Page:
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Case Study 31 Homeostasis

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by

Bree Smith

on 9 November 2012

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Transcript of Case Study 31 Homeostasis

Homeostasis Case Study 31: Over Heated Professional Football Player for the Minnesota Vikings
Played offensive tackle
Had been playing football all his life
Collapsed during pre season camps in 2001 HOMEOSTASIS: THE BASICS HOMEOSTASIS is the maintenance of the relatively constant internal environment that is required for optimal function of the cells
Some examples of what homeostatic mechanisms maintain are : Temperature, Water and salt Concentrations, pH (acid-base balance), and Oxygen an carbon dioxide concentrations
In order for homeostasis to occur all of the parts of the body must work together. A basic example of this is:

Cell--> Tissues --> Organs--> Organ Systems TEMPERATURE CONTROL Joshua Wayne Fant Freshman pitcher for North General Texas College
Had been playing baseball since he was a boy
At first practice of the 2007 season he collapsed while practicing his throw, after going for a team run. Luke Michael Roach Had graduated from Carroll College, was applying to medical school.
Had been a runner since high school
Collapsed in 2001, during the last kilometre of the Chicago Marathon. Temperature is one of the most basic homeostatic mechanisms.
The temperature control mechanisms is based on a temperature in which the enzymes in the human body work best.
The enzymes in the human body usually work best at 37C
Body temperature is controlled by
--> sweating
--> shivering Sweating & Shivering The human body is designed to control the temperatures thought your body. Sweating and shivering are similar in what happens. Step 1: the hairs on your skin trap warm air in your body if they are standing up to reduce heat loss (cold) and if they are lying flat they are letting out warm air increasing heat loss (Hot) in this case Step 2: If the body is too hot, glands under the skin bring sweat onto the surface of the skin, to increase heat loss by evaporation. Sweat stops when your body temperature returns to normal Step 3: Blood vessels supplying blood to the skin swell or dilate. This causes more heat to be carried by the blood to the skin, where it can be lost to the air. Blood vessels can shrink down again. This reduces heat loss through the skin once the body’s temperature has returned to normal. Korey Damont Stringer What Happened?! What do these 3 athletes have in common? Besides being very active and health, each of these three athletes died from heat stroke.

Why did this happen? Temperature, water/salt concentrations, Glucose concentrations, pH balance and oxygen/carbon dioxide concentrations are all factors that must be regulated in an animal’s body in relation to the environments they live in It is important that these factors are maintained at the proper level or the proteins and enzymes on which the body relies will be denatured. Most animals are very efficient at maintaining homeostasis to regulate these factors however there are certain organisms that struggle to maintain homeostasis for certain environmental conditions. Worms, crabs, snails, and other marine invertebrates often struggle with regulating water and salt concentrations in their body. When water is evaporated from the pools of sea water in which these creatures live or when rain dilutes the salt concentrations of this water; these organisms will lose or gain water through osmosis. Organisms can’t be easily classified according to their body temperature as Warm or cold blooded. This is because some organisms whose family fall under cold blood can actually reach very high temperatures and vice-versa. Desert pupfish can reach a body temperature of 100°F (40°C) Organisms also can’t be classified by the constant body temperature as various organisms drop their body temperature in the cold in order to preserve energy. An example of this is the humming bird which can have a body temperature of 104°F (40°C) during the day and 55°F (13°C) during the night. Organisms are best classified by their source of body heat, (where they obtain their heat). Endotherms are organisms that produce their heat internally through a process of metabolic reactions. Mammals, birds, few fish such as tuna and some large sharks are endotherms. Ectotherms are organisms that derive heat externally through their environment. Lizards, insects ect. use the sun to warm up making them ectotherms. Typically endotherms have a genuinely constant body temperature as they can regulate it internally however ectotherms usually have a lower body temperature which will vary as it relies on the environment for heat which can vary as well. If the environment ectotherms live in is relatively constant such as deep in the ocean their body temperature will be as well. If conditions vary organisms can move around between cool spots and warms spots to try and maintain a more constant body temperature. During strenuous exercise, your muscles generate 10 to 15 times more heat then they would when you’re relaxing. This can be enough to raise your body temperature 2ºF roughly every 2 minutes. Consequences when your body temperature isn’t regulated – Revisiting Case study When your body reaches high temperatures your blood will begin to heat up, putting stress on your internal organs, and your muscles will start burning anything they can instead of oxygen to cool down. When your brain reaches temperatures over 104ºF your brain cells can actually begin dying and at this point your body will give up on trying to cool down, in some cases individuals stop sweating. Symptoms:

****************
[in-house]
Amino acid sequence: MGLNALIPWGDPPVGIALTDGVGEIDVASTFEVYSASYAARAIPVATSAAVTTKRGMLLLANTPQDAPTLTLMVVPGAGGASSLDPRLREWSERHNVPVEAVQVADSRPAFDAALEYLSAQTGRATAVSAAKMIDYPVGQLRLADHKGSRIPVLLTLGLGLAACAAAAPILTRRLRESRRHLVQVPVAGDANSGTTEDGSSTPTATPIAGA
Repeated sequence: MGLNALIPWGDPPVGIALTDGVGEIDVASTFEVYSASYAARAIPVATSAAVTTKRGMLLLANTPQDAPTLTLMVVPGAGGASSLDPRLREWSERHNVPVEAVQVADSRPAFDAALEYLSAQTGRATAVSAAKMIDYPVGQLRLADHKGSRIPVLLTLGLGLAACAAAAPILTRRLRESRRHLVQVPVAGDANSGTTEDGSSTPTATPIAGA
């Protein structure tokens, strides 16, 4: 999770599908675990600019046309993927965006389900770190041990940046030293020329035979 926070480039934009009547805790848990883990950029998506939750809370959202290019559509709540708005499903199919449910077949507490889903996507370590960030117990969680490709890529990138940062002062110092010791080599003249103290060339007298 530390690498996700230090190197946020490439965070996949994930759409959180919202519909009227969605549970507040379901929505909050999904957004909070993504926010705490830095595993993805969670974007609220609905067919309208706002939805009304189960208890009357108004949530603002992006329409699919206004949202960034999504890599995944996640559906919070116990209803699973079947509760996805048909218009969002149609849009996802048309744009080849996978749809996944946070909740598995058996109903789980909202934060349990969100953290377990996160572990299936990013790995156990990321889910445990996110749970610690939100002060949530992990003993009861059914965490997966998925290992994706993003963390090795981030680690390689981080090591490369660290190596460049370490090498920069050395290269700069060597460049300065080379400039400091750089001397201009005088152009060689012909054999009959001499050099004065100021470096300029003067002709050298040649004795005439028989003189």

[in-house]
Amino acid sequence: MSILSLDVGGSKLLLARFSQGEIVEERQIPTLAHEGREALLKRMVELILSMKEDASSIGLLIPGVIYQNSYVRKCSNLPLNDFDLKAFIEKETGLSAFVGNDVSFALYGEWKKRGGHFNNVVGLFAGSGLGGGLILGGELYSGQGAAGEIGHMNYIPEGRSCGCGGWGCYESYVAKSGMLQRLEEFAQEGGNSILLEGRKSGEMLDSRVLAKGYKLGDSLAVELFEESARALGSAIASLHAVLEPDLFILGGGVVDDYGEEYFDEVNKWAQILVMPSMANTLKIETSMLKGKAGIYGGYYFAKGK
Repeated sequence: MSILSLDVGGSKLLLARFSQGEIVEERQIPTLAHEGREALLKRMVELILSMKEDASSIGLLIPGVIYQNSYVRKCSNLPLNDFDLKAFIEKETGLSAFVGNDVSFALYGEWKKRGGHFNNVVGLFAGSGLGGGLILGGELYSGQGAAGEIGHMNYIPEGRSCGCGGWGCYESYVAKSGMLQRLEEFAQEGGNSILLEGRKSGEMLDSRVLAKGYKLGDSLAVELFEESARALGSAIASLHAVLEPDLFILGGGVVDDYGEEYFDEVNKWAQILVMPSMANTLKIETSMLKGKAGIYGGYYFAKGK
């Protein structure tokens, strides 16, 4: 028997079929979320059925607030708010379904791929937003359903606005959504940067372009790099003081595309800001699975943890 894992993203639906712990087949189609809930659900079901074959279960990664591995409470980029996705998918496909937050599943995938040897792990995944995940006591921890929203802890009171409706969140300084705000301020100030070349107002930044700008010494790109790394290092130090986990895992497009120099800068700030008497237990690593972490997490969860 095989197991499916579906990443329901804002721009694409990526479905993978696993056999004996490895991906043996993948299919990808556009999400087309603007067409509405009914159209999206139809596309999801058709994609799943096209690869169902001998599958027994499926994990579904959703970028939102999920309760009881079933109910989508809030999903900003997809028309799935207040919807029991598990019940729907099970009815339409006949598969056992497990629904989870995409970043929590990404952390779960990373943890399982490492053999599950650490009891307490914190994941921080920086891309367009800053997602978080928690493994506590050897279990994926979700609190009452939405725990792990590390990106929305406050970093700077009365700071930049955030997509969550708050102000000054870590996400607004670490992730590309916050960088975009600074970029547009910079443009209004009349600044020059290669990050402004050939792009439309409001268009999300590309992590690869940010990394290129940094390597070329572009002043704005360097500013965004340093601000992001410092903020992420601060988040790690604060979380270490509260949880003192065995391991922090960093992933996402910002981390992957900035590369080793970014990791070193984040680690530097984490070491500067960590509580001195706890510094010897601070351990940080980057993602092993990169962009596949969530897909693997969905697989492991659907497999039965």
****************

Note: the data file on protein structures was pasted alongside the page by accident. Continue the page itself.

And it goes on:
- Headache
- Vomiting
- Muscle Cramps
- Confusion
- Dizziness

More sever effects:
- Fainting
- Heat stroke
- Death
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